Therefore, it is asked, whether there ought not to be thought any Personal ὑπεροχὴ/superiority of the Father as such? Our AUTHOR acknowledges that this is admitted by some of Our Own, for example, by HEINRICH ALTING, certainly a most proven Theologian, Theologia problematica nova, locus III, problem XXXIII, pages 228, 229, who indeed altogether denies that with respect to Essence or Deity ὑπεροχὴν/ superiority or ἐξοχὴν/pre-eminence is able to be attributed to the Father above the Son; but acknowledges that a ὑπεροχὴν/superiority is applicable to the Father above the Son, not only as ἔνσαρκον/incarnate, but also as ἄσαρκον, not incarnate, and in Himself considered from eternity, with respect to the Mode, even indeed both in subsistence, and in operation. Indeed, MARESIUS, Systemate Theologico, locus III, § 25, note c, page115, admits a certain Dependence with respect to Mode in the Son and the Spirit: “The Son and the Holy Spirit are coessential and coeternal with the Father: but they both have in the Father, who is the fount and source of all divinity, as it is communicated internally, a principium of order and origin. And in this sense is attributed to each a principium of order and origin; each could even be said to depend upon the Father, not with a dependence of essence and duration, but only of order and origin.” But our AUTHOR rightly observes that this is done without sufficient reason, since in the case of the Divine Persons, enjoying one and the same Essence, infinitely perfect and altogether Independent, and possessing this with equal independence, according to John 5:26, no greater or lesser and unequal degree of Dignity and Excellence is able to be thought. Therefore, all ὑπεροχὴ/superiority attributed to the Father above the Son does not have regard to the Natural Mode of the subsistence of the Father and the son considered in itself, but to the Economy of Redemption, and the Mediatorial Office voluntarily undertaken by God the Son: by this reasoning He, who on account of the Equality of the Divine Persons had said, John 5:23, ἵνα πάντες τιμῶσι τὸν Υἱόν, καθὼς τιμῶσι τὸν Πατέρα, etc., that all men should honor the Son, even as the honor the Father, etc., elsewhere pronounces, John 14:28, ὁ Πατήρ μου μείζων μού ἐστι, my Father is greater than I. That is, on account of the undertaken Mediatorial Office, He, who ἐν μορφῇ Θεοῦ ὑπάρχων, οὐχ ἁρπαγμὸν ἡγήσατο τὸ εἶναι ἶσα Θεῷ—ἑαυτὸν ἐκένωσε, μορφὴν δούλου λαβών, etc., being in the form of God, thought it not robbery to be equal with God…made Himself of no reputation, taking the forum of a servant, etc., Philippians 2:6-8: in this σχέσει/relation we see the Son to be subordinated to the Father, 1 Corinthians 15:24, 28.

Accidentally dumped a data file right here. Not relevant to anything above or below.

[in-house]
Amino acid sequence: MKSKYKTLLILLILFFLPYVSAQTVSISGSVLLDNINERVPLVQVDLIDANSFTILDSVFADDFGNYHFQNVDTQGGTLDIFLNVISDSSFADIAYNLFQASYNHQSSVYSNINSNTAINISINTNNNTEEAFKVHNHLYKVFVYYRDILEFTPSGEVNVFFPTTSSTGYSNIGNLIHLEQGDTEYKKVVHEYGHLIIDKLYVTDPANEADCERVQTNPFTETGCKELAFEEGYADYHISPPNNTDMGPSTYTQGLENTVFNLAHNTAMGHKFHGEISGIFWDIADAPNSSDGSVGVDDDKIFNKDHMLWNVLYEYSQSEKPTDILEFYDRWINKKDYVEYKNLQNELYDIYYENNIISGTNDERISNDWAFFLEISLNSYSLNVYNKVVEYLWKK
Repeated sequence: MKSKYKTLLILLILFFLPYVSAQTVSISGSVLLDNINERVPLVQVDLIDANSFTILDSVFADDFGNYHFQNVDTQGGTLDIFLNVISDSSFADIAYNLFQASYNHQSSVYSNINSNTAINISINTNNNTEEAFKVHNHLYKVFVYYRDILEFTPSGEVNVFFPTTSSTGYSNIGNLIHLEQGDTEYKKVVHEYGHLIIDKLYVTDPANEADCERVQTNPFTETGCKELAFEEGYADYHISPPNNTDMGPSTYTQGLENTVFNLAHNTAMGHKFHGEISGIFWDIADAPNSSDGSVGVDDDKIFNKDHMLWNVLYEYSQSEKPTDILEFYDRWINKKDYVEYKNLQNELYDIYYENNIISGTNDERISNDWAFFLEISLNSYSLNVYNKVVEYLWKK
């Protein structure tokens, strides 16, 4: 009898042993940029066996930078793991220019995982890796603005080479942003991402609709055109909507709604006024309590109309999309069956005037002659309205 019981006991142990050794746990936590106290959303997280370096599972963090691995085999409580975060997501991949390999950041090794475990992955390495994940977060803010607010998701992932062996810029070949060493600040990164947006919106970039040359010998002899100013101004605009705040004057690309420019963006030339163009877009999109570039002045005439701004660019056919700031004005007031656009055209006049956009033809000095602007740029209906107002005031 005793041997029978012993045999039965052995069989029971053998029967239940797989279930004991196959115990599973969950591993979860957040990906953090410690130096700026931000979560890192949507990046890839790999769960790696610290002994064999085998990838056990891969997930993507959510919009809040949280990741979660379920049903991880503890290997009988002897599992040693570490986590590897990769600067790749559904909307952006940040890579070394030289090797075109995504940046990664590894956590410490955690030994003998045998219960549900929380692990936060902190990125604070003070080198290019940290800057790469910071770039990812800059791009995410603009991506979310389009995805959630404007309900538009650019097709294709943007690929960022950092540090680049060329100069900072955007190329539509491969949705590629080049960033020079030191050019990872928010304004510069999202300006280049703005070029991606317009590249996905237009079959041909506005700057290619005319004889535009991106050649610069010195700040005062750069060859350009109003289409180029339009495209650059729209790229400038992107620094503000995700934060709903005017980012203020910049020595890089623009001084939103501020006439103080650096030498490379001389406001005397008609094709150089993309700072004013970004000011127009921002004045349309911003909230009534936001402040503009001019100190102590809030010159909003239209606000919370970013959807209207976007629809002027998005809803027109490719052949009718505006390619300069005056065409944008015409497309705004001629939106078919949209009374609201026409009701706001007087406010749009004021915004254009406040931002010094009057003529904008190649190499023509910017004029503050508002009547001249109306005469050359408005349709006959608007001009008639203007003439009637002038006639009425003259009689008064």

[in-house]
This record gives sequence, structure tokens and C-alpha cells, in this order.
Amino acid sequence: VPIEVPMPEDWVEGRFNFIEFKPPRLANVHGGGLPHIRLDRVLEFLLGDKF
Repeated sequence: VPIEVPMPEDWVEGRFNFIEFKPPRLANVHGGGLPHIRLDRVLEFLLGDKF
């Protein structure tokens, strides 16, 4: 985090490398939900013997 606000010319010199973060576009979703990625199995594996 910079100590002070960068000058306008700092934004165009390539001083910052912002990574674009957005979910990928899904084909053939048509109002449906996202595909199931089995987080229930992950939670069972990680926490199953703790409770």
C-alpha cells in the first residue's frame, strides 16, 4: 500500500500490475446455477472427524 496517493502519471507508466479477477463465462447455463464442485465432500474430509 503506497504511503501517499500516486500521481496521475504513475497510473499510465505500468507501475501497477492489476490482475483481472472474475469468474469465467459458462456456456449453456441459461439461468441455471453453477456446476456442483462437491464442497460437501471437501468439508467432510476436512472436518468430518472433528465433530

But what things others set forth, so that they might prove that ὑπεροχὴν/superiorityis applicable to the Father with respect to personal Mode, sought, 1. from His priority of Order in subsistence and operation, since the Father is of none, and does not work by another; the Son and the Spirit are of the Father, who works through them, do not evince the matter: seeing that priority of Order in Persons altogether equal and of infinite dignity, is not able imply a priority of Dignity; neither ought it to be thought to be any lesser Perfection in the Son and the Holy Spirit, to be and to work by the Father, than in the Father to be of none, and to work through the Son and the Holy Spirit. What they add, 2. that the Name of Θεοῦ/Godis often attributed to the Father absolutely, that in many passages is also observed concerning the Son and the Holy Spirit. But when, 3. the Father is called God with respect to the Son, that is done, not with respect to the divine Subsistence of the Son considered in itself, but with respect to the Meditorial Office undertaken. Therefore, although the most highly regarded Fathers, Athanasius, Gregory Nazianzen, and others, have perhaps led the way here, with BULL reporting at great length, Defensione Fidei Nicænæ, SectionIV, pages 251-290, it is piety for us to follow their authority in this matter: compare STAPFER’S[4] Theologicæ polemicæ, tome I, chapter III, section XVI, § 1140, 1141.